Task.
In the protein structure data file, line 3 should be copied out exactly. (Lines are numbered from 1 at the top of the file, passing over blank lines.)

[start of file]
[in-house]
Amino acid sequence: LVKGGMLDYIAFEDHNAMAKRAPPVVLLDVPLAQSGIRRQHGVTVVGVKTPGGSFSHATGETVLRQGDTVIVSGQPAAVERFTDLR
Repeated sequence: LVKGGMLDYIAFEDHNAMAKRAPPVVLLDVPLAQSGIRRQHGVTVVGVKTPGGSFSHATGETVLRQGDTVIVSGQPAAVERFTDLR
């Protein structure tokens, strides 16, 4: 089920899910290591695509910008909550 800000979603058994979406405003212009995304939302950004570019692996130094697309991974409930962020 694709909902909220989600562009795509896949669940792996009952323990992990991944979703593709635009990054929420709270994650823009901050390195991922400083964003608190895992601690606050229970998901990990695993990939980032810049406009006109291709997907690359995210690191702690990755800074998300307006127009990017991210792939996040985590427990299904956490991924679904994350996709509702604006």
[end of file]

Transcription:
Repeated sequence: LVKGGMLDYIAFEDHNAMAKRAPPVVLLDVPLAQSGIRRQHGVTVVGVKTPGGSFSHATGETVLRQGDTVIVSGQPAAVERFTDLR